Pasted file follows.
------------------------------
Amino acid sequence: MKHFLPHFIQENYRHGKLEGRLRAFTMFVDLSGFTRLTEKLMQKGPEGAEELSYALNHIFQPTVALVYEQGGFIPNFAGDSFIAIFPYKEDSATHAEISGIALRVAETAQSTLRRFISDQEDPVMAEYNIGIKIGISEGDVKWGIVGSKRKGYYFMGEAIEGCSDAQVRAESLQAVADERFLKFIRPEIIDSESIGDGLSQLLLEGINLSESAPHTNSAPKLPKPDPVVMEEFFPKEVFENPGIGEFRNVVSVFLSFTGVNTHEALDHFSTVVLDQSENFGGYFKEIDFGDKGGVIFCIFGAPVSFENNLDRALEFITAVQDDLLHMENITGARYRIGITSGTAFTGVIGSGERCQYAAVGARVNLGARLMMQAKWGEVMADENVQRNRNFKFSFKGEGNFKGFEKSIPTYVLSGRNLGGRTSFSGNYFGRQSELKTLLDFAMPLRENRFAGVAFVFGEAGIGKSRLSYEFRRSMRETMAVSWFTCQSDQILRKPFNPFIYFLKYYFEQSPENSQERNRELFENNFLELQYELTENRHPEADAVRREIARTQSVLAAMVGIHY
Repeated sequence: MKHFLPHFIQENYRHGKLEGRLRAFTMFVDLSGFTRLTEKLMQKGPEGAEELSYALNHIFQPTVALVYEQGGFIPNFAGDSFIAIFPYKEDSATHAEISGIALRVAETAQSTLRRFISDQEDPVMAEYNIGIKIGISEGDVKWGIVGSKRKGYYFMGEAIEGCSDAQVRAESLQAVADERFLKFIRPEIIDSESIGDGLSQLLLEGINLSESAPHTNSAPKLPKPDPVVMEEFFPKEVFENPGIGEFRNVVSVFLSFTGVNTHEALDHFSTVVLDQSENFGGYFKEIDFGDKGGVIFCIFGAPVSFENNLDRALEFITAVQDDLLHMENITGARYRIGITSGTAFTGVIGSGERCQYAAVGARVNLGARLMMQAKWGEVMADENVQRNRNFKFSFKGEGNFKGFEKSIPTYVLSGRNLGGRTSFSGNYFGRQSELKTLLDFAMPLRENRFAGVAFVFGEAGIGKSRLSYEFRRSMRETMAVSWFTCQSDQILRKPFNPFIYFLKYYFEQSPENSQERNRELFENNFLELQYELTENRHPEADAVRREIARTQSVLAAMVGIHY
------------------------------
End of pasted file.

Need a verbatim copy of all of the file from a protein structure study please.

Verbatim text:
Amino acid sequence: MKHFLPHFIQENYRHGKLEGRLRAFTMFVDLSGFTRLTEKLMQKGPEGAEELSYALNHIFQPTVALVYEQGGFIPNFAGDSFIAIFPYKEDSATHAEISGIALRVAETAQSTLRRFISDQEDPVMAEYNIGIKIGISEGDVKWGIVGSKRKGYYFMGEAIEGCSDAQVRAESLQAVADERFLKFIRPEIIDSESIGDGLSQLLLEGINLSESAPHTNSAPKLPKPDPVVMEEFFPKEVFENPGIGEFRNVVSVFLSFTGVNTHEALDHFSTVVLDQSENFGGYFKEIDFGDKGGVIFCIFGAPVSFENNLDRALEFITAVQDDLLHMENITGARYRIGITSGTAFTGVIGSGERCQYAAVGARVNLGARLMMQAKWGEVMADENVQRNRNFKFSFKGEGNFKGFEKSIPTYVLSGRNLGGRTSFSGNYFGRQSELKTLLDFAMPLRENRFAGVAFVFGEAGIGKSRLSYEFRRSMRETMAVSWFTCQSDQILRKPFNPFIYFLKYYFEQSPENSQERNRELFENNFLELQYELTENRHPEADAVRREIARTQSVLAAMVGIHY
Repeated sequence: MKHFLPHFIQENYRHGKLEGRLRAFTMFVDLSGFTRLTEKLMQKGPEGAEELSYALNHIFQPTVALVYEQGGFIPNFAGDSFIAIFPYKEDSATHAEISGIALRVAETAQSTLRRFISDQEDPVMAEYNIGIKIGISEGDVKWGIVGSKRKGYYFMGEAIEGCSDAQVRAESLQAVADERFLKFIRPEIIDSESIGDGLSQLLLEGINLSESAPHTNSAPKLPKPDPVVMEEFFPKEVFENPGIGEFRNVVSVFLSFTGVNTHEALDHFSTVVLDQSENFGGYFKEIDFGDKGGVIFCIFGAPVSFENNLDRALEFITAVQDDLLHMENITGARYRIGITSGTAFTGVIGSGERCQYAAVGARVNLGARLMMQAKWGEVMADENVQRNRNFKFSFKGEGNFKGFEKSIPTYVLSGRNLGGRTSFSGNYFGRQSELKTLLDFAMPLRENRFAGVAFVFGEAGIGKSRLSYEFRRSMRETMAVSWFTCQSDQILRKPFNPFIYFLKYYFEQSPENSQERNRELFENNFLELQYELTENRHPEADAVRREIARTQSVLAAMVGIHY